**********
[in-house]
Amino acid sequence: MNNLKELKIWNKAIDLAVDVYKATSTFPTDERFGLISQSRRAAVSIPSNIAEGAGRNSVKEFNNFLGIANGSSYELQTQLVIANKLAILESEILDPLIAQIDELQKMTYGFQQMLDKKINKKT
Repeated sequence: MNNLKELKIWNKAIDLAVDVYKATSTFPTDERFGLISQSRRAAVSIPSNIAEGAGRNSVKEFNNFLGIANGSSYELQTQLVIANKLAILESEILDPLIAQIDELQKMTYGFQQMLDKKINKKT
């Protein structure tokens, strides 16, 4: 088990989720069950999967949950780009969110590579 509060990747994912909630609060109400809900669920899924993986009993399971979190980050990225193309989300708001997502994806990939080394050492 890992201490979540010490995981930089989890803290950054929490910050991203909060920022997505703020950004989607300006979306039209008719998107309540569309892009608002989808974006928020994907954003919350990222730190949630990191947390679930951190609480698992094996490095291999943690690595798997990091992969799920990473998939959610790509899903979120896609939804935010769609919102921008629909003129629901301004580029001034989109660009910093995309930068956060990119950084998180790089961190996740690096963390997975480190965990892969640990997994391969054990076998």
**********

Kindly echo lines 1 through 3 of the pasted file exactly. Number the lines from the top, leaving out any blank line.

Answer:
[in-house]
Amino acid sequence: MNNLKELKIWNKAIDLAVDVYKATSTFPTDERFGLISQSRRAAVSIPSNIAEGAGRNSVKEFNNFLGIANGSSYELQTQLVIANKLAILESEILDPLIAQIDELQKMTYGFQQMLDKKINKKT
Repeated sequence: MNNLKELKIWNKAIDLAVDVYKATSTFPTDERFGLISQSRRAAVSIPSNIAEGAGRNSVKEFNNFLGIANGSSYELQTQLVIANKLAILESEILDPLIAQIDELQKMTYGFQQMLDKKINKKT